A bit of environmental news:
Government Proposes New SUV Fuel Standards
Ken Thomas, Associated Press Writer - Tuesday, August 23, 2005 - (08-23) 16:59 PDT WASHINGTON (AP)
That goes like this:
So what good does this do?
With gas prices continuing to rise, the Bush administration on Tuesday proposed new rules to compel auto manufacturers to make pickup trucks, minivans and some sport utility vehicles more fuel-efficient. Environmentalists said the plan would do little to wean the nation from its dependence on foreign oil.
The proposal would require the auto industry to raise standards for most vehicles other than cars beginning in 2008. All automakers would have to comply with the new system by 2011.
"This is a plan that will save gas and result in less pain at the pump for motorists without sacrificing safety," Transportation Secretary Norman Y. Mineta said.
Mineta, speaking at news conferences in Atlanta and Los Angeles, said the program was expected to save about 10 billion gallons of gasoline over the life of vehicles built from 2008 through 2011. The U.S. currently consumes about 140 billion gallons of gasoline per year, according to Energy Department statistics.
But the plan would not apply to the largest SUVs, such as the Hummer H2. Passenger cars, already required to maintain an average of 27.5 miles per gallon, also would not be covered by the changes. ...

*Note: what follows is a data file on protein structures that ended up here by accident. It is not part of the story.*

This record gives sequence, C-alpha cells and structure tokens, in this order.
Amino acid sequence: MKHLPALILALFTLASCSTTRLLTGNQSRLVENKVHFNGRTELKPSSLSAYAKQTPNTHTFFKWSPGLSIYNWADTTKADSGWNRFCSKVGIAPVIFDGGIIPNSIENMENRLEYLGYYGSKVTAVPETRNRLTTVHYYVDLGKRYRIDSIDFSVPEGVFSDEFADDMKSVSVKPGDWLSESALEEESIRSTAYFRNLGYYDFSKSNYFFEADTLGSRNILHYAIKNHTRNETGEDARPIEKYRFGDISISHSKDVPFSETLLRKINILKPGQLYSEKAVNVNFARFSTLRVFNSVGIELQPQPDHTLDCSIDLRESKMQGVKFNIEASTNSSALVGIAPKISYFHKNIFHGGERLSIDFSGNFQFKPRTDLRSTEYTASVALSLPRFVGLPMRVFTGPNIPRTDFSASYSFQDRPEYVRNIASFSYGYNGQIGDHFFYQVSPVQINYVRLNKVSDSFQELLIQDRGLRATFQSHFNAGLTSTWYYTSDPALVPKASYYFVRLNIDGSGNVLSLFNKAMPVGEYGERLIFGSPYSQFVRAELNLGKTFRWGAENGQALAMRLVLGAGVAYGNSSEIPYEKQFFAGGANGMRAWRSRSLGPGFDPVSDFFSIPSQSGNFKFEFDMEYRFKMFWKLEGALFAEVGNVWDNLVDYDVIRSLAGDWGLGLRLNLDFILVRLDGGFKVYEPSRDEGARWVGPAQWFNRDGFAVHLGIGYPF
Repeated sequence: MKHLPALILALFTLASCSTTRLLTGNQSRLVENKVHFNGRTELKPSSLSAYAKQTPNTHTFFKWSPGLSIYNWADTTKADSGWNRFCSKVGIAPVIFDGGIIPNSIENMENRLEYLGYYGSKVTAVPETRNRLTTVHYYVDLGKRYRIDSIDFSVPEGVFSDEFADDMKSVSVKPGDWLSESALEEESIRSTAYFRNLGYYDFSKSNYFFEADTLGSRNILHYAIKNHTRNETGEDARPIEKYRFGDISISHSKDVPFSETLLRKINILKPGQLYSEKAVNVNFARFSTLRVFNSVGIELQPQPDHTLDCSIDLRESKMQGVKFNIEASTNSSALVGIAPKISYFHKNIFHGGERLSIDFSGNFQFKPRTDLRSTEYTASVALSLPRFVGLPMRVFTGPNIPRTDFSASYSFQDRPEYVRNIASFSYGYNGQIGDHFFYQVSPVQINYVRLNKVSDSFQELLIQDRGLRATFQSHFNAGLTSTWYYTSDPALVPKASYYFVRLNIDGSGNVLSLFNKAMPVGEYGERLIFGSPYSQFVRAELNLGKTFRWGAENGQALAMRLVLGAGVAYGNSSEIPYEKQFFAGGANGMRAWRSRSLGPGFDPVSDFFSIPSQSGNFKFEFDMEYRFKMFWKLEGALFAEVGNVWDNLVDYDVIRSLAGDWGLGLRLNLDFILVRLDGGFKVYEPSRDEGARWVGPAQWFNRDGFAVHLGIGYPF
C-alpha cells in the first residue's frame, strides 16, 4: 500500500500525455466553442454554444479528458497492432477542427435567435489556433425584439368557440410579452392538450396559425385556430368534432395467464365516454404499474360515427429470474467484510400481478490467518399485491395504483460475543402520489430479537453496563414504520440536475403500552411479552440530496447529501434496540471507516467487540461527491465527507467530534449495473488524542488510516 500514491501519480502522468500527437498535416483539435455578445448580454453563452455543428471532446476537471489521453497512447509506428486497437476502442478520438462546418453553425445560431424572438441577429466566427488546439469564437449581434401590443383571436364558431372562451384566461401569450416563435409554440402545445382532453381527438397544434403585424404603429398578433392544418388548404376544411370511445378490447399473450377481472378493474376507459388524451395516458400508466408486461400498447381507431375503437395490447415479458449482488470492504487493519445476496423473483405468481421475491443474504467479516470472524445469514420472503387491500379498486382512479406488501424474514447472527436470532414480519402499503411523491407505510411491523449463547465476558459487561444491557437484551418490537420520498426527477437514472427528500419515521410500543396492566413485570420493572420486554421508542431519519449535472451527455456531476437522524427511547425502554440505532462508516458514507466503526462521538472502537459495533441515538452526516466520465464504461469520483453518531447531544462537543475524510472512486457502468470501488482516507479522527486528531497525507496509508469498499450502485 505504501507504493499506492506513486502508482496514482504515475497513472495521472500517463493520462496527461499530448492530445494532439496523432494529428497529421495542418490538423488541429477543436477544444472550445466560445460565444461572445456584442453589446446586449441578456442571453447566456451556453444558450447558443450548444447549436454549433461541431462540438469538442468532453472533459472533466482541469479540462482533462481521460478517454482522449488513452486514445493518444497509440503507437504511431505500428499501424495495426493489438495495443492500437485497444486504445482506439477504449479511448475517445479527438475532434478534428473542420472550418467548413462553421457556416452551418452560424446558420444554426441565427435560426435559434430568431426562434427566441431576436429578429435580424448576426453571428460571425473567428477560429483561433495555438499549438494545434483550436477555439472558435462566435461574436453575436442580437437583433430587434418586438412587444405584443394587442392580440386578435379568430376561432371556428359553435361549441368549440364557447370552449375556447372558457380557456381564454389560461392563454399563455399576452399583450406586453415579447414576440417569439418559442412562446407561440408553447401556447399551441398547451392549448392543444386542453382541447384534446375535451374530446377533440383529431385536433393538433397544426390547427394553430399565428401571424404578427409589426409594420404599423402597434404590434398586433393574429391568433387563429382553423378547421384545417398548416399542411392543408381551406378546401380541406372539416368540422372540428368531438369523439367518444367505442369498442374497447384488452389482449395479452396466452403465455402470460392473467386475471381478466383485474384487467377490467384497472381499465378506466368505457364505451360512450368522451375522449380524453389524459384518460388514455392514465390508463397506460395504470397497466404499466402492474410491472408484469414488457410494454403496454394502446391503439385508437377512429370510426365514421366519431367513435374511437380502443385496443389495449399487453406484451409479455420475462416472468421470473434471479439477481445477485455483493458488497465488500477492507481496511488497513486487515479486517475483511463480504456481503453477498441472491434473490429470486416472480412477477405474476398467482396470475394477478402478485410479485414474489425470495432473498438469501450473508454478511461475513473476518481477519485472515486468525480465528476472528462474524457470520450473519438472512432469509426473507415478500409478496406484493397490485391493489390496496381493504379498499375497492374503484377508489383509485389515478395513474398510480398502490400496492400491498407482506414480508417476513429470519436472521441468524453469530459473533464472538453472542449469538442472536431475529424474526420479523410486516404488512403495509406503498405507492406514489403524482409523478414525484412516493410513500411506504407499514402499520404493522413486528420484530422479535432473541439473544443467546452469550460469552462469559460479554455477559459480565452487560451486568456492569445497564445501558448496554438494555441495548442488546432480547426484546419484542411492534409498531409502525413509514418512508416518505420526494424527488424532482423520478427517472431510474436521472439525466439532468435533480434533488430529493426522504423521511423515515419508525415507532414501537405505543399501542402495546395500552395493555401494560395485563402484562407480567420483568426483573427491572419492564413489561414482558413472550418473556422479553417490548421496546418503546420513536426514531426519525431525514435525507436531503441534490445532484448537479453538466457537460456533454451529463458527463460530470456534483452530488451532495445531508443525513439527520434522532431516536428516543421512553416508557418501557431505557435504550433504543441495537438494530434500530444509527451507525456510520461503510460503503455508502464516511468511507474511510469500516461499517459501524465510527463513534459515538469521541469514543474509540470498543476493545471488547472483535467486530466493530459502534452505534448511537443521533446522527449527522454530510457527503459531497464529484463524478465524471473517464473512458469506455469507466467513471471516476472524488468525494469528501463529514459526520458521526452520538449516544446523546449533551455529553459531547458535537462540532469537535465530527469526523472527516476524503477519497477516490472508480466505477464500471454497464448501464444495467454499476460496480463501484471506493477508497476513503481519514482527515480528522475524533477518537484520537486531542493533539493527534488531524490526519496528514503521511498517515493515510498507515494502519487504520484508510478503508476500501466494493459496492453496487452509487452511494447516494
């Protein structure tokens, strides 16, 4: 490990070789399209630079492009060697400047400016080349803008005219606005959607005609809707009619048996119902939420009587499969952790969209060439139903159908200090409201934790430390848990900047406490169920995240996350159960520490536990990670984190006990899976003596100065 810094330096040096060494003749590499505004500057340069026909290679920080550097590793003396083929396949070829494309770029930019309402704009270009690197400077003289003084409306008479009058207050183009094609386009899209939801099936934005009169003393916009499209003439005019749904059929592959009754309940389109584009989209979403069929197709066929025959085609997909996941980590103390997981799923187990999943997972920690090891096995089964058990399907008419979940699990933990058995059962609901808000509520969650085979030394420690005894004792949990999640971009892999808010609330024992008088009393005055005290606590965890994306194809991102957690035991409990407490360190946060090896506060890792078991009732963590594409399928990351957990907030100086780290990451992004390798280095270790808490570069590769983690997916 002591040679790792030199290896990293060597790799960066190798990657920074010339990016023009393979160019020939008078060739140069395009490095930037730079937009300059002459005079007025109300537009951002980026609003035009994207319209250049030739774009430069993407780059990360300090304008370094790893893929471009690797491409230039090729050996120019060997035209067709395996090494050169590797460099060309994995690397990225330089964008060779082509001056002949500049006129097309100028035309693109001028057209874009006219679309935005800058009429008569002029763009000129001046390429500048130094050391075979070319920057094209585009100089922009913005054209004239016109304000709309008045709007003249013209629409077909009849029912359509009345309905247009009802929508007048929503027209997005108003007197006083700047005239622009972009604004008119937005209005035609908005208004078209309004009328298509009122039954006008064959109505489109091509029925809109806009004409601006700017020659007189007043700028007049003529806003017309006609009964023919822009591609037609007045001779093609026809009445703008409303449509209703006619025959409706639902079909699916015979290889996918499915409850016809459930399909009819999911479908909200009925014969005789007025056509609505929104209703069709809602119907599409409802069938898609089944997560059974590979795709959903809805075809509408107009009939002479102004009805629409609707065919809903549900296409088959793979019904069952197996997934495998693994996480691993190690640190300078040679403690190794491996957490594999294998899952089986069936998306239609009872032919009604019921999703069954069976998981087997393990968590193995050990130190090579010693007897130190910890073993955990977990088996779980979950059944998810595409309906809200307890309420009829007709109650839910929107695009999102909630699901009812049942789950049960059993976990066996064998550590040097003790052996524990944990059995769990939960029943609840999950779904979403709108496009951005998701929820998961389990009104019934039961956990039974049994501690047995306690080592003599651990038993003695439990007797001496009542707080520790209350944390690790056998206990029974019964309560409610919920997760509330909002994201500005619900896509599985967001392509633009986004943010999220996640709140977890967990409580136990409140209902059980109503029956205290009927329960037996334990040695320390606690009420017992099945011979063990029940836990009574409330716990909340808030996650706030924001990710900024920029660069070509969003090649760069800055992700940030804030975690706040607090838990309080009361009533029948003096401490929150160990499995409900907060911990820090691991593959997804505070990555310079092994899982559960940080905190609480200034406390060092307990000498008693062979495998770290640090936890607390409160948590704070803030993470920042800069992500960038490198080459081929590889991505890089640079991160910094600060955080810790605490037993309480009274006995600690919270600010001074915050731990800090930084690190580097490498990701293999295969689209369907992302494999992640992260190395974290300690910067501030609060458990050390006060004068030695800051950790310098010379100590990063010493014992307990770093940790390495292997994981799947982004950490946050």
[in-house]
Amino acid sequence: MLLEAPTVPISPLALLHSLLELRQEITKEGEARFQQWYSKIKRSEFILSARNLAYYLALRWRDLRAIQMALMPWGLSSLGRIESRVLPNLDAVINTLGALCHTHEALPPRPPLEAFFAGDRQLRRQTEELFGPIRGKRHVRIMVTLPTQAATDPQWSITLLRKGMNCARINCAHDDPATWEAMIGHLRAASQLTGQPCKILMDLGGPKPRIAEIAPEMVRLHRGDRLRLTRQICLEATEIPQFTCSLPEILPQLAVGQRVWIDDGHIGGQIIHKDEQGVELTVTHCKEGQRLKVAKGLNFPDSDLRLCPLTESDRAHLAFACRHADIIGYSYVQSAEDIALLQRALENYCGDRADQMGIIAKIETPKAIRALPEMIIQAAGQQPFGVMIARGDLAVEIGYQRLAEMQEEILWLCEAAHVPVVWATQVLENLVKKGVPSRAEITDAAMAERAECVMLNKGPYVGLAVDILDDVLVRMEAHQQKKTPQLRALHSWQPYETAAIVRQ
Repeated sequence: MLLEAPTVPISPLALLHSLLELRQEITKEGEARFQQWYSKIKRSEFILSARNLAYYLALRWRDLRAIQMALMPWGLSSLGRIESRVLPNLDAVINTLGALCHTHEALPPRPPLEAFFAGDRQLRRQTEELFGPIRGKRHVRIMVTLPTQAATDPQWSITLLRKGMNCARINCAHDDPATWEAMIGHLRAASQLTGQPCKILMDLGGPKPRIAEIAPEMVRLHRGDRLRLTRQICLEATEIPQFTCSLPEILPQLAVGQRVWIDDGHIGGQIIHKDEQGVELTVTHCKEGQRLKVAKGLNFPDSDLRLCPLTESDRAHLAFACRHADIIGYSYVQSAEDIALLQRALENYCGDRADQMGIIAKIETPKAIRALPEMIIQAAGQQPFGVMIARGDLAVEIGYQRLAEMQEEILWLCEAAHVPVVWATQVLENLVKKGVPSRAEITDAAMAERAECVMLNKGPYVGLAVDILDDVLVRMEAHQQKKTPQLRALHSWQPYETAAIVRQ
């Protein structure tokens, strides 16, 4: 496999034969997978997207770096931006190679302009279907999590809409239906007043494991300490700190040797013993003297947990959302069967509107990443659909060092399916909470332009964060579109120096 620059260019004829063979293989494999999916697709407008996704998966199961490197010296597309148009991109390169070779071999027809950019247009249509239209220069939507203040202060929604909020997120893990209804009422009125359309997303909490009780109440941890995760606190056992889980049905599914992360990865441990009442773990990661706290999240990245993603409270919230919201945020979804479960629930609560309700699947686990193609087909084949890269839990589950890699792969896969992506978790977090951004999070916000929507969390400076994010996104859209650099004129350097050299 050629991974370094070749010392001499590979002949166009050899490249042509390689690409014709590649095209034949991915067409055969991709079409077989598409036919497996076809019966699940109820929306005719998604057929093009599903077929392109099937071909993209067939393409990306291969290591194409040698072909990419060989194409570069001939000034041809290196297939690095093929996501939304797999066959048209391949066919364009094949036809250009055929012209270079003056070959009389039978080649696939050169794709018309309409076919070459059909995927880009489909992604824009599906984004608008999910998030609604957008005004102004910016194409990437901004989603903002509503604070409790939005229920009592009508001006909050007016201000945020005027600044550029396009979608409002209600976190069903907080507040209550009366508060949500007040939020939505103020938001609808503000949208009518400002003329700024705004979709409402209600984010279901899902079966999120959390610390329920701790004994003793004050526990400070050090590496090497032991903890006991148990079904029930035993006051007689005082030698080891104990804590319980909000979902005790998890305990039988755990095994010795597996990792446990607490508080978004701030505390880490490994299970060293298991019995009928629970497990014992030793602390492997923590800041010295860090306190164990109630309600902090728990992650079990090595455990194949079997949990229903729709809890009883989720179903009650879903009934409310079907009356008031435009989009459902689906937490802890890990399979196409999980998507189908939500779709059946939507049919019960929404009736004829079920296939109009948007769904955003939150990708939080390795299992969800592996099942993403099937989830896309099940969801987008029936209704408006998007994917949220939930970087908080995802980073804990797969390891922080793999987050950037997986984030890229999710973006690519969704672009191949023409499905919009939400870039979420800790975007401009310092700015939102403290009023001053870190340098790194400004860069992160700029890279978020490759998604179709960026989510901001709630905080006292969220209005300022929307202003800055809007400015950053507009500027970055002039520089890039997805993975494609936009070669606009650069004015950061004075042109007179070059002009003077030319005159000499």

AP quotes Dan Becker, director of the Sierra Club's global warming program - "At a time when Americans are paying record prices for gas, the Bush administration has sided with its cronies in the auto industry and rejected real solutions." John Kerry (yes, he's still alive and somewhere or other) calls this big news "backward looking" and "another lost opportunity to help our security, economy and environment."
The government claims the new plan will save more fuel than any previous rulemaking in the history of the light-truck CAFE program – the average mileage of manufacturers' entire fleet of light trucks - but that's a low standard. The new things here is we now would divide light trucks into six categories based on size. Smaller vehicles would have to get better gas mileage than larger trucks and so on, except for the Hummer, which is exempt from all that for some reason. But the manufacturers could earn credits for exceeding the minimum in certain categories and apply them to a category where they don't meet the standard. Whatever.
Still, the Alliance of Automobile Manufacturers, a trade group representing nine automakers, said the "higher fuel economy standards will be a challenge, even with all of the new fuel-efficient technologies that are offered for sale today."
Why bother? Consider this:
How to Escape the Oil Trap
Both Iran and Saudi Arabia are now awash in oil money, and no matter what the controls, some is surely getting to unsavory groups.
Fareed Zakaria, Newsweek, Aug. 29 - Sept. 5, 2005 issue
The idea? The way to fix our foreign policy problems is to do something about our need for so much oil.
And he goes on to make a convincing argument that our energy efficiency may be the key to getting out of any number of problems with terrorism, with the difficulties with any number of pesky governments and all the rest - rising oil prices are helping to finance the terror masters in Tehran, Saudi Arabia and so on. It's our demand for oil that gets us all messed up.